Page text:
Friday, March 8, 2013

Day 8: More Dafydd ap Gwilym

What better way to end the week than with a couple more poems from Dafydd ap Gwilym?  We start with excerpts from “Morfudd’s Arms,” which provides a good example of the various poems he wrote to Morfudd. In “A Mendicant Friar’s Advice” he confronts a theme that will feature strongly among the Welsh in later centuries when the Baptist and Calvinistic Methodist preachers ruled from the pulpit—religion and sin. I don’t think Dafydd would have been at home in the Wales of the 18th and 19th centuries. Despite Dafydd’s sinful, wanton lifestyle, the Welsh literati of the 19th century recognized his genius. That said, they did draw the line at including his poem Y Gal in the anthologies. I’ll let you find that one (and the English translation) at


Twf y dyn tyfiad Enid,
Â’r tefyll aur, a’m tyf llid;
Tâl moeledd, talm o alaw,
Teyrnasaidd lariaidd law,
Dyn ŵyl dda ei dyniolaeth
A’i modd, gwell no neb ei maeth.
Ddwylaw mwnwgl dan ddeiloed
Ydd aeth i anghengaeth hoed,
Peth nid oeddwn gynefin,
A chael ymafael â’i min.
Gwanfardd addfwyndwf gwinfaeth
Oeddwn gynt iddi yn gaeth….

The girl’s shapely form like that of Enid,
with the golden locks, stirs passion in me;
bare forehead, an expanse of lily,
gentle, regal hand,
a modest girl, good-natured
and well-mannered, of breeding second to none.
She put her arms around my neck
in a woodland tryst causing overwhelming longing,
something I was not familiar with,
and being allowed to touch her lips.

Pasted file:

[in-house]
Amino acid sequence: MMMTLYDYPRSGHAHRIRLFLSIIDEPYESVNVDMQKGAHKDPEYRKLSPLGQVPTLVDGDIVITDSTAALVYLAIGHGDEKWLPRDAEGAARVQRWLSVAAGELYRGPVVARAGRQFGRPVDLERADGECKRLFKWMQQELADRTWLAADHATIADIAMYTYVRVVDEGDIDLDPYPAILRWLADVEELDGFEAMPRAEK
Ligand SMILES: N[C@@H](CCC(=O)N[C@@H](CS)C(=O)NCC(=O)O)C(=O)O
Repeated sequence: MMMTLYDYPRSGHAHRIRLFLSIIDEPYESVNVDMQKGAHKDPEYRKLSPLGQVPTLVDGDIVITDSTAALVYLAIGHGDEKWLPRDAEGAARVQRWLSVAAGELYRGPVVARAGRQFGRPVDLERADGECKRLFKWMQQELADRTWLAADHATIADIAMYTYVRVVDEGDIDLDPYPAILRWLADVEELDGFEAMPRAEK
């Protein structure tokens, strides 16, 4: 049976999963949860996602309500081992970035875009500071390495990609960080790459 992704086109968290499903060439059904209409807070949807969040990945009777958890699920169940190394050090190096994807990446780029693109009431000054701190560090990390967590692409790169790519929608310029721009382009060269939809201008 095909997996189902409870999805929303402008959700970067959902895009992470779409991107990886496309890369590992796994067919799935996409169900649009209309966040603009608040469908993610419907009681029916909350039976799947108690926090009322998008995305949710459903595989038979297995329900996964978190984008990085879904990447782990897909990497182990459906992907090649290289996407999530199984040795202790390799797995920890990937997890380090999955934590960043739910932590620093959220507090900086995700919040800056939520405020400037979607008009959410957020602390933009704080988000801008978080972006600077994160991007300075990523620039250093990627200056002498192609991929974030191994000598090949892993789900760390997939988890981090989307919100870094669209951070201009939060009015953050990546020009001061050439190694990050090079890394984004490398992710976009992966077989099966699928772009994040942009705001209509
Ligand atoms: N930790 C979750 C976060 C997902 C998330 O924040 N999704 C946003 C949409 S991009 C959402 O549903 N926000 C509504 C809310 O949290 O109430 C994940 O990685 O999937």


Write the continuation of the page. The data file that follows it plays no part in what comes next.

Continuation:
A weak shapely wine-bred poet,
I was held captive by her once.

Unbelievable thought, there is now
(it was a gift, God is my witness)
a sort of love knot, though I may conceal it,
between us, indeed, I am bound.
Mofudd’s bright gentle snow-covered
arm (cheeks bright as the sun)
caught me (it was easy even if it were bold)
head to head in the shelter of a leaf-house;
the clasping of a knot of refined love,
the two wrists of a pure wise girl.
Good was that tall white girl of gentle courteous form
holding loving hands about me.
It was a full share of me, from my eager escapade,
a bold collar of clandestine love….


Yesterday in dire peril I heard
a fine englyn from an angel of heaven,
and the declaiming of solemn songs
and a rounded composition and Christ’s ode.
I was instructed by a disciple of the Son of Mary—
these were his words, facile praise:

‘Dafydd, seemingly of sober mind,
whose verse is unequalled, of good repute,
impose upon the inspiration of your tongue
God’s patronage, and lie no more.
In trees (three wretched trysts)
and leaves there is nothing but transitoriness.
Refrain from sleeping with girls,
for Mary’s sake do your best to despise mead.
Neither green treetops nor tavern were worth a bean,
it is only the Lord’s word that is truly worth.’

By the Man who rules this day,
in my head there’s a pain for a fine girl,
and in my brow a wound of distress
for a splendid maid, and I am dying.

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